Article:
Scotland’s childcare workforce increased by 7,750 posts between 2016 and 2021 to deliver our transformational investment in 1,140 hours of funded early learning and childcare. Unlike in other parts of the United Kingdom, the overwhelming majority of funded providers in Scotland pay at least the real living wage.
However, I recognise that, as is the case in many areas of the economy, there are workforce challenges in the childcare sector, and we are committed to working with the sector to address them. That is why we are working with our partners to develop a strategic framework for Scotland’s childcare profession. The framework, which we will publish in the new year, will set out priorities for action across key areas, including recruitment and retention of staff.
The Scottish Childminding Association recently announced that 34 per cent of childminders have quit the profession since the expansion of funded early education and childcare in 2016. It warns that that figure could rise to a staggering 64 per cent by July 2026, with more than 10,500 childminding places being lost as a result.
Two years ago, the Scottish Childminding Association warned that a workforce crisis was coming. Today, that crisis is here, and the association’s calls appear to have fallen on deaf ears.
How does the minister plan to not only stop the exodus of childminders from the profession but replace the 2,000 childminding businesses that are already closed?
We are committed to building a vibrant, thriving childminding sector and to promoting childminding, along with other roles across the early learning and childcare sector, as a valued and fulfilling career choice. We welcome the SCMA’s annual audit and the updated evidence that it gives us with regard to the involvement of childminders in funded ELC. We want to encourage more people into childminding, and we are working with the Scottish Childminding Association and other partners to address the decline in the childminding workforce—a trend that is mirrored elsewhere in the UK. We also want new childminding services to develop in areas with limited access to this form of ELC, and that is why we are supporting a recruitment pilot, led by the SCMA and partners, that aims to recruit and train 100 new childminders in remote and rural areas.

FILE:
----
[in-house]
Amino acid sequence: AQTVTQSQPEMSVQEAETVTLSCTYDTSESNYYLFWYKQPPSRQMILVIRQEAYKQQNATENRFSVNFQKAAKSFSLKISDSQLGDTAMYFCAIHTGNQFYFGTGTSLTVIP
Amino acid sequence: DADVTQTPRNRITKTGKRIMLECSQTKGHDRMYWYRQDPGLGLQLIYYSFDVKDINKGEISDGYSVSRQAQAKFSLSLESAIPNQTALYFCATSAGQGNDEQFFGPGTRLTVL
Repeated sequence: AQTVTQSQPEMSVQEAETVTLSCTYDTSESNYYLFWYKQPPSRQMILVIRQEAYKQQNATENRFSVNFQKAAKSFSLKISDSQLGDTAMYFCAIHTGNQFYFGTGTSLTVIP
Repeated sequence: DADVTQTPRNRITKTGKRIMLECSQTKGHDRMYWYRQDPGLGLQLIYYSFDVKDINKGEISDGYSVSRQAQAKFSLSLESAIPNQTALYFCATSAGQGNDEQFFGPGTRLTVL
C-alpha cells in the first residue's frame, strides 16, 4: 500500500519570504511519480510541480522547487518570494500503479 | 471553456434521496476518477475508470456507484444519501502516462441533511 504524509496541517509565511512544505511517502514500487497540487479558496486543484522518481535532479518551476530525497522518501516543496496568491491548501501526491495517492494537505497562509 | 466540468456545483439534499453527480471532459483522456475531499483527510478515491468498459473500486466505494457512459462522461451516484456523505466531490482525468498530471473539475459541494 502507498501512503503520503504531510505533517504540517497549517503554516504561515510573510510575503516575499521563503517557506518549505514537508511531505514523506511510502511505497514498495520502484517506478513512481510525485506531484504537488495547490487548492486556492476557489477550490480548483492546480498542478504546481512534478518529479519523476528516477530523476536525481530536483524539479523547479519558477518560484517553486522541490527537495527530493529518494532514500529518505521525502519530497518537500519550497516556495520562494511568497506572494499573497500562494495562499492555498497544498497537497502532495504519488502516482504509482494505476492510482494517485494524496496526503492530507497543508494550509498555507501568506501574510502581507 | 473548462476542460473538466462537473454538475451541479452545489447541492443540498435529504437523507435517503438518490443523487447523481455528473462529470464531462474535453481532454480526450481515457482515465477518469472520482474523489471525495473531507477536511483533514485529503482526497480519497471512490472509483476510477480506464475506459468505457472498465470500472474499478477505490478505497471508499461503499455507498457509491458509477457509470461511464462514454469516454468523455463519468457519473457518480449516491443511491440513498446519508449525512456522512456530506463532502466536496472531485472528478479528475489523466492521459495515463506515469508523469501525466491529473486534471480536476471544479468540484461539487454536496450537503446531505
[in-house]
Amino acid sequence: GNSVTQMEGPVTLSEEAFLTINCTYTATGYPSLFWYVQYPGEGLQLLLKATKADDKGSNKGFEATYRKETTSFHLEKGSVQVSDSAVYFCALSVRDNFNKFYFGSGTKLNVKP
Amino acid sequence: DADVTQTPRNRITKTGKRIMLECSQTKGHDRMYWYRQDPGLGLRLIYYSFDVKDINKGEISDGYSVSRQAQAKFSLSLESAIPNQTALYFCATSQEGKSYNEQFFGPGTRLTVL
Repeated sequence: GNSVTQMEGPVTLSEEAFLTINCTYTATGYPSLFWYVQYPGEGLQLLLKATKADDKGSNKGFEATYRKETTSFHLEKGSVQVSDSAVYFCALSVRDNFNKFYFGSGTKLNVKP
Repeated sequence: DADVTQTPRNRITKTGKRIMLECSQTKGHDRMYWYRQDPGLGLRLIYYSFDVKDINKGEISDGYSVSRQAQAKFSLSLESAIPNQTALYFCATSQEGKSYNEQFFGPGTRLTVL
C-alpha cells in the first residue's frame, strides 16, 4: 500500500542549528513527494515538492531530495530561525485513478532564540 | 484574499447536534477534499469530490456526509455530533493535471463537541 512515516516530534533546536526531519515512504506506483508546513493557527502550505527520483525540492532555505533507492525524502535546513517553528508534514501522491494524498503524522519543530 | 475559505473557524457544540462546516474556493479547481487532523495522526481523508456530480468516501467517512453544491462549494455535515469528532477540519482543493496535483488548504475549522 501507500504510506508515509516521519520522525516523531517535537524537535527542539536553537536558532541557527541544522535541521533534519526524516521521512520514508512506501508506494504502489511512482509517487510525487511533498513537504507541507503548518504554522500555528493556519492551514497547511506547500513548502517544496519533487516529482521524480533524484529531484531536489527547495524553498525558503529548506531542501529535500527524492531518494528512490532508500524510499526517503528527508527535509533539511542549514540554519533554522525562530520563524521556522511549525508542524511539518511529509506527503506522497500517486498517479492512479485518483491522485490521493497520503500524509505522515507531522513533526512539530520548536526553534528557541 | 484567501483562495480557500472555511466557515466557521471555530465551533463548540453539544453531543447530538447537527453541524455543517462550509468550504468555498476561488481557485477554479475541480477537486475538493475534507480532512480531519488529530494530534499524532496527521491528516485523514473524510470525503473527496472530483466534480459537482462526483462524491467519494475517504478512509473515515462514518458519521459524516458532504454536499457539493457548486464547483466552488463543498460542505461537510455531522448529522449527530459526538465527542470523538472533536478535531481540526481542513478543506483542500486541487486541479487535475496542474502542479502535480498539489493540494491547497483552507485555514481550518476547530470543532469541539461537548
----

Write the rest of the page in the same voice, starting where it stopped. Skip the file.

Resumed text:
I will certainly try to be brief.
We are committed to supporting a sustainable, diverse and thriving childcare sector and, alongside maintaining a robust but proportionate means of monitoring the financial sustainability of the sector, we are providing support through providing the funding to allow councils to pay sustainable rates to private and third sector providers and to childminders for the delivery of funded ELC; legislating to continue the nursery rates relief scheme, which provides 100 per cent relief on non-domestic rates to eligible day nurseries beyond 13 June 2023; and progressing the actions that are set out in the financial sustainability health check, including funding pilot programmes of targeted business gateway support, which will be available to all childcare services.